The proposals amount to the biggest change of land ownership in Britain since the Second World War, raising immediate concerns that protected woodlands would be felled to make way for golf courses, housing, adventure grounds and Center Parcs-style resorts. Vital wildlife sites would be compromised, it was feared, and private companies would be given the right to cut down trees in, for example, the New Forest, Sherwood and the Forest of Dean.

Local protests broke out. Business Secretary Vince Cable materialised from his wife's cottage in the New Forest to call for the area to be preserved as "a national resource". And, most embarrassing of all, the Welsh and Scottish administrations – who, under their devolved powers, are responsible for three quarters of the Forestry Commission's land – announced that they had no intention of privatising any, leaving only England's 258,000 hectares in play. Indeed, the plans seem to have been drawn up on the back of a recycled fag packet, perhaps discarded by Nick Clegg before coming out as a smoker on Desert Island Discs.
The Treasury has long lusted after selling off the Forestry Commission, originally formed after the First World War to guarantee a supply of pit props for the trenches. One serious attempt was made under John Major, dropped in the face of public opposition, and another was internally discussed in Labour's last years, only to be killed off by the then environment secretary, Hilary Benn.

Experts say it would need primary legislation at Holyrood, as well as Westminster, to clear the way for privatising the Commission – which, given the Scottish government's stance, is nowhere in prospect. So ministers have dropped the idea, concentrating instead just on selling much of the land. But even that is looking less and less attractive.

Officials have held talks with environmental bodies like the Royal Society for the Protection of Birds to try to persuade them to buy both woodlands and nature reserves, only to be told that they don't have much money and that – if they did – they would already be using it to buy land. In desperation, the Government has privately offered them to the organisations for free, only to be reminded that they cost money to run. The groups would be happy to accept the gifts if ministers paid for their upkeep, but that would rather defeat the object of the exercise.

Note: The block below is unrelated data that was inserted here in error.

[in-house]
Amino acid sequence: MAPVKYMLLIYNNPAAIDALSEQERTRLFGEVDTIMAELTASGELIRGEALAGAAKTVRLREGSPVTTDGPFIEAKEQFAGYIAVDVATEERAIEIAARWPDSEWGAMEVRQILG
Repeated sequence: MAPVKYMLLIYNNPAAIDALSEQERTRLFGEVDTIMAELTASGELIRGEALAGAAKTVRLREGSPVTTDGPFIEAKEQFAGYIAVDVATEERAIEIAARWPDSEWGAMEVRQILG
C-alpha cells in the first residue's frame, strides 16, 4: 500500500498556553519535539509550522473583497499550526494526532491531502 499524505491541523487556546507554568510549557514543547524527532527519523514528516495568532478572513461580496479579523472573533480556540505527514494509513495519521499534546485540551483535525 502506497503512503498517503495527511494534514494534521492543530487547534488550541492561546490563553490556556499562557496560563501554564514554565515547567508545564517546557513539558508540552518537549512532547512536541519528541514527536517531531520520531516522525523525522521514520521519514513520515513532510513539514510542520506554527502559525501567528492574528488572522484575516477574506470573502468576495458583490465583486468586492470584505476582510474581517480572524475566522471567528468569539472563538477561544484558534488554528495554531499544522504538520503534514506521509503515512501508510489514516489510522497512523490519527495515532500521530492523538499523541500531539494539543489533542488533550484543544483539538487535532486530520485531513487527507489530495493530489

Commercially, too, they're less attractive than first appears. Nature reserves are protected by British and European law. The Commission's last chairman – former Labour cabinet minister, Lord Clark – ensured that public access was granted "in perpetuity" over all its land. That greatly reduces its value, but would take a highly unpopular Act of Parliament to reverse.

Elderly, wealthy people could well be tempted, all the same, as forestry is exempt from inheritance tax – but the government would then lose income as a result. Pension funds might also be attracted but they, too, could get tax relief.

By yesterday, some of this had begun to sink in, not least in Downing Street. Instead of, as expected, announcing its ambitious sell-off plans, Defra issued a cautious statement pledging to "diminish public ownership" of forests while promising to "preserve their public benefits".

There is no reason why this could not be done, and done effectively. But unfortunately, the Government is also planning to emasculate Natural England, the very body whose job it would be to enforce that promise – and which protects the National Nature Reserves themselves. Under pressure, ministers make clear that they are, in part, punishing it for being too effective in criticising government in the past.

And, on Thursday, the Cabinet Office introduced a new Public Bodies Bill, enabling Whitehall to abolish or change bodies such as the Commission, without having to get full legislation through Parliament. Then it could be privatised – and public access to forests withdrawn – very much more easily. So this week's skirmishes may only be the start of a long and bloody war.

30 Oct, 2010


~ just looked and 40.000 have signed the petition on 38 degrees with lots of comments to the effect that the countryside belongs to all of us and not to the government and is therefore not theirs to sell off !

2 Nov, 2010


Hi Arlene! I have just been over to sign the petition, too. More than 58,000 signatures there now. I have posted a like on this blog, because I am so glad that you have brought this to our attention. I think that whoever thought of this one should be "sent home, to think again" !!

9 Nov, 2010


Thanks David!~ would love to see this hitting a million and soon! this has to be stopped!If ever there was a bad idea!fortunately lots of people think so!

9 Nov, 2010